The new generation of medicines aims to provide a more effective and broader spectrum action. The views of Flavia Mulè were complemented on the closing day of the workshop by Javier Salvador, from the University of Navarra, who discussed the major breakthrough that two families of medicines associated with incretins represent for the treatment of diabesity. "When faced with the onset of these conditions we previously had not medicines that allowed glucose levels to be controlled without a risk of hypoglycaemia (low sugar levels) while also promoting weight loss or preventing it from increasing," he explained. "Sulfonylureas, glitazones and insulin are medicines with a known ability to control glucose levels but which also tend to result in weight gain and can provoke hypoglycaemia."
Salvador noted that new compounds such as dulaglutide, which, in addition to having a satiating effect and eliminating the risk of hypoglycaemia,will be administered as a single weekly injection, will shortly become available. Although some types of incretin-based medicines are already being used to treat type 2 diabetes, the researcher from the University of Navarra considers that "an awareness of the role of obesity in the onset and deterioration of control in diabetes, and the availability of formulations with a more prolonged action, will help to increase their use."
As is the case for some of the compounds mentioned by Flavia Mulè, these also present potential cardioprotective, antiarteriosclerotic and anti-inflammatory effects and may also protect against neurodegenerative diseases.
Experts from nine countries
As noted by the workshop's organiser, Federico Mallo, during his institutional inauguration, the scientific meeting "has the honour of including presentations by experts from nine European countries: Germany, the UK, Sweden, France, Italy, Portugal, Ireland, Austria and Spain." In addition, he hoped that the workshop will serve to "plant the seeds of future collaborations."
The themed session commenced with a round of presentation on the physiopathology of adipose tissue, in other words the disorders that arise in fatty tissue. The next day was dedicated to diabesity-related complications, which range from Parkinson's disease to arteriosclerosis, ophthalmological diseases and other conditions. The session closed with a plenary speech by Donal O'Shea, from the University of Dublin (Ireland), who reviewed recent progress in incretin therapy for treating obesity and inflammation.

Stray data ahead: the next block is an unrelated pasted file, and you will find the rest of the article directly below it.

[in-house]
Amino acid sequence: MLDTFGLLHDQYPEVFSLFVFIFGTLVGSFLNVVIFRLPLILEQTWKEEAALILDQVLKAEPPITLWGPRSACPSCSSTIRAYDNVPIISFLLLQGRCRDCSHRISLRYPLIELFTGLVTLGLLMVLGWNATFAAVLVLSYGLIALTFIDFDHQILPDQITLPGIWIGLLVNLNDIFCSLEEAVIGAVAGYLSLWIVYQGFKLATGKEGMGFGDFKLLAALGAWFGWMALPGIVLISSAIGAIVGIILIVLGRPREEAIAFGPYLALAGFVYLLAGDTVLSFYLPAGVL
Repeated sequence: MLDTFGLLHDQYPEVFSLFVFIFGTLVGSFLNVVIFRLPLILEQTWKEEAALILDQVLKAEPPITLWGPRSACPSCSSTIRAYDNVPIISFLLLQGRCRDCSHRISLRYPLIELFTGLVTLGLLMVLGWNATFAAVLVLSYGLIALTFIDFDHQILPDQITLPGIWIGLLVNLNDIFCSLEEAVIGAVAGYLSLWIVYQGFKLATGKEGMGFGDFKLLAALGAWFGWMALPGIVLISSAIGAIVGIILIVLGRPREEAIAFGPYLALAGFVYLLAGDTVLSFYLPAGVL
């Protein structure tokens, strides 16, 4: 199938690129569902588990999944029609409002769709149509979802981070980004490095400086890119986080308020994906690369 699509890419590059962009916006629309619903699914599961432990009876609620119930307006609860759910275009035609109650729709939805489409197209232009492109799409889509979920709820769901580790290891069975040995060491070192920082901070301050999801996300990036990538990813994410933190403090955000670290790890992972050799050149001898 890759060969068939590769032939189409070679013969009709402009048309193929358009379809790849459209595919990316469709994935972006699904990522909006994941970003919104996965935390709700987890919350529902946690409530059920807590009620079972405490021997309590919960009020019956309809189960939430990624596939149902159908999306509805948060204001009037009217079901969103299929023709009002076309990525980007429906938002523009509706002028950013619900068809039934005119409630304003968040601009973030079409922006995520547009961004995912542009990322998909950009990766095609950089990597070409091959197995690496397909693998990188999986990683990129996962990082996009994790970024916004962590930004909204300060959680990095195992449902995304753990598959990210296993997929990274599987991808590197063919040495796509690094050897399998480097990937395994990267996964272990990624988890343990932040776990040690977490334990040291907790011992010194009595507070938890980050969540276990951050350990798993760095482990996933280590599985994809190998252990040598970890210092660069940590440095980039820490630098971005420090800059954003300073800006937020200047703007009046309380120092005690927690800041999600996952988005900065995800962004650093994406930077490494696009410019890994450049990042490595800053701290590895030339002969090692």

Finally, the third day was dedicated to the most innovative approaches and the greatest challenges in the treatment of diabesity. The closing lecture was given by Timo Muller, from the IDO in Munich, who presented the new generation of incretin complexes for specific therapies to the audience. His group, in collaboration with industry, has made significant breakthroughs in the design and evaluation of new medicines for diabesity. "We have experience in creating molecules that are able to activate mechanisms which benefit metabolism, correcting problems such as obesity and insulin resistance," he explained.
Some of these medicines are already in the clinical evaluation phase and others will shortly be tested in trials, although it is difficult to know if and when their use will become widespread. However, whenever this occurs, Müller expects them to have a promising future as their characteristics confer highly advantageous possibilities on them with respect to currently available formulations. "We can transport the medicine directly to target cells while keeping it away from other tissues, thus minimising undesired side-effects," he explained.